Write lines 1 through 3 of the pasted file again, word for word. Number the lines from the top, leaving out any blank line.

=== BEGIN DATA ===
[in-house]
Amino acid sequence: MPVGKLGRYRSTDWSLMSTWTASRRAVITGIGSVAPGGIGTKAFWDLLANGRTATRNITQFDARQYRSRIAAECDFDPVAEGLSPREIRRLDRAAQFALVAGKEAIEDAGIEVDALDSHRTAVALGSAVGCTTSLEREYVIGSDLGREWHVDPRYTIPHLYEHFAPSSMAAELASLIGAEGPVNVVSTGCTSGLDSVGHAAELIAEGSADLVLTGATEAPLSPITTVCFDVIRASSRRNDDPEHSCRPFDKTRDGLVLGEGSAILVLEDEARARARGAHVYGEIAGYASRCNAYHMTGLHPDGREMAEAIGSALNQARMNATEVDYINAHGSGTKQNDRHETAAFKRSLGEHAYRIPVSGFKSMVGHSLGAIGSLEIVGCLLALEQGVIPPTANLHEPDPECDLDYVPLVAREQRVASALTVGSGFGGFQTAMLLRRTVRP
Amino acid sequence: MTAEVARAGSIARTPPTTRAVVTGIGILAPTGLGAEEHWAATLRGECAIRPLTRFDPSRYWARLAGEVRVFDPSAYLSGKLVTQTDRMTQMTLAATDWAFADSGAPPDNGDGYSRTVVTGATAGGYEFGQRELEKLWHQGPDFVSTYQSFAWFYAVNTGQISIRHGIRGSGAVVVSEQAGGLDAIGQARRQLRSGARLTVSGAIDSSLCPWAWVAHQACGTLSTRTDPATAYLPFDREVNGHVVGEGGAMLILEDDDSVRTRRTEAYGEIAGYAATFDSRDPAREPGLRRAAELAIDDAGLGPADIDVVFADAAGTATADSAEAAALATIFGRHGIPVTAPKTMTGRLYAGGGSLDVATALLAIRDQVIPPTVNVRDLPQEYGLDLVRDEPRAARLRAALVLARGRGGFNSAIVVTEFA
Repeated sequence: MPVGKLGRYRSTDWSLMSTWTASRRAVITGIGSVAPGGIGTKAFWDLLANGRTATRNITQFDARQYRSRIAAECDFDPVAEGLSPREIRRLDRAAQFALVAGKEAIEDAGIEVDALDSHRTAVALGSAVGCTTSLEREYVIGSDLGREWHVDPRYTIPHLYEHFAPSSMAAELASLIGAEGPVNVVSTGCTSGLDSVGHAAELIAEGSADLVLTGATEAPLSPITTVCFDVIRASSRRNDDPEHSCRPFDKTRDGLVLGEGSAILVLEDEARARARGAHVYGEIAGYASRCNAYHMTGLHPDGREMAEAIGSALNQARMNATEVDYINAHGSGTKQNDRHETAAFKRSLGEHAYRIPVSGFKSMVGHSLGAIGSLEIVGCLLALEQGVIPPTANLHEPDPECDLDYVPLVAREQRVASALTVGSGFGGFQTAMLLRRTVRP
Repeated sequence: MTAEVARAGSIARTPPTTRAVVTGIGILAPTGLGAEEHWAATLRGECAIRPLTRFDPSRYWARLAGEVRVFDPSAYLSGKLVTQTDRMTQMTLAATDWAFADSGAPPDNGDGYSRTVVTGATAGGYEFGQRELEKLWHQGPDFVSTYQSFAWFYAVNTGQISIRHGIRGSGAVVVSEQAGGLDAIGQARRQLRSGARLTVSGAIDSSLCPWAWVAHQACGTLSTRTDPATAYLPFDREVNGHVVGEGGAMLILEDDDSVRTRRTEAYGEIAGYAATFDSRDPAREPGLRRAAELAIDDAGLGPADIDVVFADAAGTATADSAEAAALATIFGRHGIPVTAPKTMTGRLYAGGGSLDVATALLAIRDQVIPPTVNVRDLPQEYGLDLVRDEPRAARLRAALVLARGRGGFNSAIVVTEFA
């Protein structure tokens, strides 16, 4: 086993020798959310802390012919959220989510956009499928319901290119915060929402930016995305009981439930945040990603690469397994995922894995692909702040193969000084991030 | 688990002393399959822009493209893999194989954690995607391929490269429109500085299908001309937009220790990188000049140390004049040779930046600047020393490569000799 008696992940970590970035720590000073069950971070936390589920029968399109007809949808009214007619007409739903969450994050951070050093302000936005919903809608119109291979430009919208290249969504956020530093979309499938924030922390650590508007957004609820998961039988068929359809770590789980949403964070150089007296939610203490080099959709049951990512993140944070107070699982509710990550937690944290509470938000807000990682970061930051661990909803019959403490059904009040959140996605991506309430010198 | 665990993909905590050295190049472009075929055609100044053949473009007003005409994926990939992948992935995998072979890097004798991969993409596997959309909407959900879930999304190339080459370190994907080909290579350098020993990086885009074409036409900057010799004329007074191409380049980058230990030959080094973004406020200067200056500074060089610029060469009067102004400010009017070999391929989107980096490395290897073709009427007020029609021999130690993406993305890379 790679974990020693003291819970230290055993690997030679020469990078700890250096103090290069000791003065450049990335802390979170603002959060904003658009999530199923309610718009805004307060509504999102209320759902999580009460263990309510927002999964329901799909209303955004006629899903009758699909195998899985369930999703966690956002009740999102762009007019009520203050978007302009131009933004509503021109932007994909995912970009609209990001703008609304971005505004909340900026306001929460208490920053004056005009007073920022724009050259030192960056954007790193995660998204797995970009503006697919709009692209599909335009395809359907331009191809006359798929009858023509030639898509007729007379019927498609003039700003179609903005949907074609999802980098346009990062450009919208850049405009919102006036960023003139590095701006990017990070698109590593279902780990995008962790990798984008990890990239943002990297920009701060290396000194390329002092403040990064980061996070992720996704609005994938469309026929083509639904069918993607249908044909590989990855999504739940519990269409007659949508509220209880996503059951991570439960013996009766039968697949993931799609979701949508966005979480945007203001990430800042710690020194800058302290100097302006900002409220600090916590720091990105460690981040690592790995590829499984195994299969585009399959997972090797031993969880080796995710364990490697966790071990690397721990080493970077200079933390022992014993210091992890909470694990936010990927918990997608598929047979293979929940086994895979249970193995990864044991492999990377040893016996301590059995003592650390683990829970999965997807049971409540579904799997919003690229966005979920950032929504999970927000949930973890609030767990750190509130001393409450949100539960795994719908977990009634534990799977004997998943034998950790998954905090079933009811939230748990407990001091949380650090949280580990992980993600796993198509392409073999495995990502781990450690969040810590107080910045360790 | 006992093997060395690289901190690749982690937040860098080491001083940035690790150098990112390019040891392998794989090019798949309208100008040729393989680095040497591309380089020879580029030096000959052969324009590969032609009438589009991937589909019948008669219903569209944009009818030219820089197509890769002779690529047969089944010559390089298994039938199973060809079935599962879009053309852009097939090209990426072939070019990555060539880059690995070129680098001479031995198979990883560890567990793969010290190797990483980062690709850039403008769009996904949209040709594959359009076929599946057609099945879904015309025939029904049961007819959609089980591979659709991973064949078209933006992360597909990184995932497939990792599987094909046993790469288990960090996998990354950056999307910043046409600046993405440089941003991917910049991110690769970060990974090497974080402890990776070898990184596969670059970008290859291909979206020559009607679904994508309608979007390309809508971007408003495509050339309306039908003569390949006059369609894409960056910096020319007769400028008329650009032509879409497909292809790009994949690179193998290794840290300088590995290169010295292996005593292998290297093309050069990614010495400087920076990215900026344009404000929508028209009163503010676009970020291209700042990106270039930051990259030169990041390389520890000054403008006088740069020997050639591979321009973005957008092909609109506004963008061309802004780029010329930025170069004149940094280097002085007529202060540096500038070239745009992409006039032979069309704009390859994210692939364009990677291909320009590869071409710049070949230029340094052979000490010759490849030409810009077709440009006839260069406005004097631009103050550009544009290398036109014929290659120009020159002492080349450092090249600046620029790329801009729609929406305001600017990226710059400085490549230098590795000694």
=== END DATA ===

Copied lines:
[in-house]
Amino acid sequence: MPVGKLGRYRSTDWSLMSTWTASRRAVITGIGSVAPGGIGTKAFWDLLANGRTATRNITQFDARQYRSRIAAECDFDPVAEGLSPREIRRLDRAAQFALVAGKEAIEDAGIEVDALDSHRTAVALGSAVGCTTSLEREYVIGSDLGREWHVDPRYTIPHLYEHFAPSSMAAELASLIGAEGPVNVVSTGCTSGLDSVGHAAELIAEGSADLVLTGATEAPLSPITTVCFDVIRASSRRNDDPEHSCRPFDKTRDGLVLGEGSAILVLEDEARARARGAHVYGEIAGYASRCNAYHMTGLHPDGREMAEAIGSALNQARMNATEVDYINAHGSGTKQNDRHETAAFKRSLGEHAYRIPVSGFKSMVGHSLGAIGSLEIVGCLLALEQGVIPPTANLHEPDPECDLDYVPLVAREQRVASALTVGSGFGGFQTAMLLRRTVRP
Amino acid sequence: MTAEVARAGSIARTPPTTRAVVTGIGILAPTGLGAEEHWAATLRGECAIRPLTRFDPSRYWARLAGEVRVFDPSAYLSGKLVTQTDRMTQMTLAATDWAFADSGAPPDNGDGYSRTVVTGATAGGYEFGQRELEKLWHQGPDFVSTYQSFAWFYAVNTGQISIRHGIRGSGAVVVSEQAGGLDAIGQARRQLRSGARLTVSGAIDSSLCPWAWVAHQACGTLSTRTDPATAYLPFDREVNGHVVGEGGAMLILEDDDSVRTRRTEAYGEIAGYAATFDSRDPAREPGLRRAAELAIDDAGLGPADIDVVFADAAGTATADSAEAAALATIFGRHGIPVTAPKTMTGRLYAGGGSLDVATALLAIRDQVIPPTVNVRDLPQEYGLDLVRDEPRAARLRAALVLARGRGGFNSAIVVTEFA